BLOG: With May’s speech imminent I outline why a hard-Brexit will hurt the economy, education and Northern Ireland
Welcome back and happy New Year.
Last week there were a number of Westminster committee inquiries focused on Brexit – specifically centring on the economy, education and Northern Ireland. On the topic of the economy, City experts unanimously agreed that the UK needed a three-year transitional deal at the end of the Article 50 process. They argued that without such an arrangement, major banks and other financial service firms will take pre-emptive action at a potentially large cost to the sector and the wider economy.
The Education Committee also held its first evidence session on the impact of exiting the European Union on higher education. The Committee heard warnings from university leaders that Brexit risked setting British universities back decades, with other EU countries already actively looking to poach talented staff and students. Furthermore, many universities have no channel for raising concerns to the Brexit Department and the Department for Education – these concerns must be addressed.
Finally, the Northern Ireland Affairs Committee heard from the agricultural sector. Mike Johnston, the Northern Ireland director for Dairy UK, told MPs about a third of milk from cows in Northern Ireland is transported across the border for production into butter, cheese and infant formula, and that “dairy farmers would have to go out of business as a consequence of their milk not being able to be processed” – especially if barriers to trade with the Republic of Ireland are erected.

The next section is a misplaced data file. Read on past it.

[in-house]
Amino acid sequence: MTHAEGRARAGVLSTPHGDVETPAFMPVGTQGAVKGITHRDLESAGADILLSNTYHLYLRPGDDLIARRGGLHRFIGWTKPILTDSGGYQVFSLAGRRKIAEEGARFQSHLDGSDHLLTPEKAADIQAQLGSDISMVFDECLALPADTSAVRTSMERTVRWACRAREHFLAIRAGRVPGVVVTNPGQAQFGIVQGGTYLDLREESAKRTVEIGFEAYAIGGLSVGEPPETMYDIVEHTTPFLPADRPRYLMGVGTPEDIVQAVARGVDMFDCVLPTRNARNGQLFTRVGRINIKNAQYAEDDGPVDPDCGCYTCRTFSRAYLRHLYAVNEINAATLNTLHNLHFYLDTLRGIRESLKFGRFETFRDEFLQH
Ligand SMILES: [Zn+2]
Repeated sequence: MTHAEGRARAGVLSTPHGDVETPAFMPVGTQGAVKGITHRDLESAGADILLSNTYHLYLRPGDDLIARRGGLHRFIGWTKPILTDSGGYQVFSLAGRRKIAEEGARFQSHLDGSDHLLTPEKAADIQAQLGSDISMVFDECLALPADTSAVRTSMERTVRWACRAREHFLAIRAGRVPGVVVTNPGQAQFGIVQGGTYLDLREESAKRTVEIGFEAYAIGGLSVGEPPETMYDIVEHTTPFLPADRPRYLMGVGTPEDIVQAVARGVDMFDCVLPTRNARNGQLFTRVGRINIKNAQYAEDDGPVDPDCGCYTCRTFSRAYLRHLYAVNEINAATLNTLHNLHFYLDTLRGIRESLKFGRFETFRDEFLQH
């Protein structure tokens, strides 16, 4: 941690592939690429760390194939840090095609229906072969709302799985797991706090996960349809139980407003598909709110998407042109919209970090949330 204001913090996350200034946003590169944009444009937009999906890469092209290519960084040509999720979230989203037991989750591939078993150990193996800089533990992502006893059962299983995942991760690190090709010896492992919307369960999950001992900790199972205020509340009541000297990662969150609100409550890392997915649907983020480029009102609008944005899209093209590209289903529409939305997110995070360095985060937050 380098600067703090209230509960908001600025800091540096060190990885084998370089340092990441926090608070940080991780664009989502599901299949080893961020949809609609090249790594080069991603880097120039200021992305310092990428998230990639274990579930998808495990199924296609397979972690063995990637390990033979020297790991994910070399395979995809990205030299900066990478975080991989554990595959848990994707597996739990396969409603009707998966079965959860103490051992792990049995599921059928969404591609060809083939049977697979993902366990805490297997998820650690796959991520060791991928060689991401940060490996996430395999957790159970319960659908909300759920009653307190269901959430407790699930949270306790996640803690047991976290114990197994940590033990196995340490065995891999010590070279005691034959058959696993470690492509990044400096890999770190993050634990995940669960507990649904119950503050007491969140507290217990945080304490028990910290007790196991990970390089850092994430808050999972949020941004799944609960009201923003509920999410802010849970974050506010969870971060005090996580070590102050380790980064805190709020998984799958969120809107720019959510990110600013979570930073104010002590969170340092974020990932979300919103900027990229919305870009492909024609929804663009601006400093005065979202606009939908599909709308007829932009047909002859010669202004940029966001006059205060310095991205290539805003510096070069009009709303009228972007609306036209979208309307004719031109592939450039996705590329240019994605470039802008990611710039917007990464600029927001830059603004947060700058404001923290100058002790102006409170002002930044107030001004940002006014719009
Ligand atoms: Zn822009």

Now we await Theresa May’s Tuesday statement where she will outline her Brexit strategy. Many are anticipating a hard-Brexit and as a result the pound has devalued further. A hard-Brexit means leaving the Single Market – and that means cutting ourselves off to the world’s largest market on our doorstep. These concerns were reflected at the Investing in Energy Consumers’ Future event that I moderated. If were going to tackle energy poverty we need long-term investment – most of it coming from the EU.
We will wait and see what the Prime Minister has to say. However, one thing is certain – Theresa May has grossly underestimated the task that lies ahead if she opts to leave the Single Market.
Thanks for reading and you can follow my work on here and Twitter: @TheresaMEP